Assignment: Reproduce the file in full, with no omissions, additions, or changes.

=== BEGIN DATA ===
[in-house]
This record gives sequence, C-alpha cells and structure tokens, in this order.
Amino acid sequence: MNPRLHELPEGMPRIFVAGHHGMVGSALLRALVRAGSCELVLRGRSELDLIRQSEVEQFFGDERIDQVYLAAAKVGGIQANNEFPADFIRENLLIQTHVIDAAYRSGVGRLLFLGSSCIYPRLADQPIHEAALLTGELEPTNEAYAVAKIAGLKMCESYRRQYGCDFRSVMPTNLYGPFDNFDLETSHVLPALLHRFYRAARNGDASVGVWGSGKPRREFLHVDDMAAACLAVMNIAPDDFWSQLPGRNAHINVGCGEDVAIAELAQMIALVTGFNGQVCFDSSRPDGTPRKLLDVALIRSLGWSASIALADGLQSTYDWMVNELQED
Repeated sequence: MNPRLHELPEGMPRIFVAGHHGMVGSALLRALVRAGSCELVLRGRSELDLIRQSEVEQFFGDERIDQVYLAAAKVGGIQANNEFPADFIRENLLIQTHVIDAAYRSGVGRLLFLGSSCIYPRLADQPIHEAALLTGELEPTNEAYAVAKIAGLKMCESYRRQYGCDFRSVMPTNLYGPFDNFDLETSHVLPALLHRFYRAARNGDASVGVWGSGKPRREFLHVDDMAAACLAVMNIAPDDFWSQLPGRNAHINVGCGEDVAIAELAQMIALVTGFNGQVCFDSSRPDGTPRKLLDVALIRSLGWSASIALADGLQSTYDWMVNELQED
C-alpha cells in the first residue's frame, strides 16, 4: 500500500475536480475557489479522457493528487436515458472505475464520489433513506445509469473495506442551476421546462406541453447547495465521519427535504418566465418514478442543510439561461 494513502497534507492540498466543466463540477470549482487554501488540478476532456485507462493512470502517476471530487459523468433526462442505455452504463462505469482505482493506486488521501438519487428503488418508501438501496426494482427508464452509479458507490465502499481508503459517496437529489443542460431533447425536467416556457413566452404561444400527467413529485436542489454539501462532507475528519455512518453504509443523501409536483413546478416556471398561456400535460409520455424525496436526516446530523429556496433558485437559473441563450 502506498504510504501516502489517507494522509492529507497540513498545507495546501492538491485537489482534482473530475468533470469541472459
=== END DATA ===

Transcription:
[in-house]
This record gives sequence, C-alpha cells and structure tokens, in this order.
Amino acid sequence: MNPRLHELPEGMPRIFVAGHHGMVGSALLRALVRAGSCELVLRGRSELDLIRQSEVEQFFGDERIDQVYLAAAKVGGIQANNEFPADFIRENLLIQTHVIDAAYRSGVGRLLFLGSSCIYPRLADQPIHEAALLTGELEPTNEAYAVAKIAGLKMCESYRRQYGCDFRSVMPTNLYGPFDNFDLETSHVLPALLHRFYRAARNGDASVGVWGSGKPRREFLHVDDMAAACLAVMNIAPDDFWSQLPGRNAHINVGCGEDVAIAELAQMIALVTGFNGQVCFDSSRPDGTPRKLLDVALIRSLGWSASIALADGLQSTYDWMVNELQED
Repeated sequence: MNPRLHELPEGMPRIFVAGHHGMVGSALLRALVRAGSCELVLRGRSELDLIRQSEVEQFFGDERIDQVYLAAAKVGGIQANNEFPADFIRENLLIQTHVIDAAYRSGVGRLLFLGSSCIYPRLADQPIHEAALLTGELEPTNEAYAVAKIAGLKMCESYRRQYGCDFRSVMPTNLYGPFDNFDLETSHVLPALLHRFYRAARNGDASVGVWGSGKPRREFLHVDDMAAACLAVMNIAPDDFWSQLPGRNAHINVGCGEDVAIAELAQMIALVTGFNGQVCFDSSRPDGTPRKLLDVALIRSLGWSASIALADGLQSTYDWMVNELQED
C-alpha cells in the first residue's frame, strides 16, 4: 500500500475536480475557489479522457493528487436515458472505475464520489433513506445509469473495506442551476421546462406541453447547495465521519427535504418566465418514478442543510439561461 494513502497534507492540498466543466463540477470549482487554501488540478476532456485507462493512470502517476471530487459523468433526462442505455452504463462505469482505482493506486488521501438519487428503488418508501438501496426494482427508464452509479458507490465502499481508503459517496437529489443542460431533447425536467416556457413566452404561444400527467413529485436542489454539501462532507475528519455512518453504509443523501409536483413546478416556471398561456400535460409520455424525496436526516446530523429556496433558485437559473441563450 502506498504510504501516502489517507494522509492529507497540513498545507495546501492538491485537489482534482473530475468533470469541472459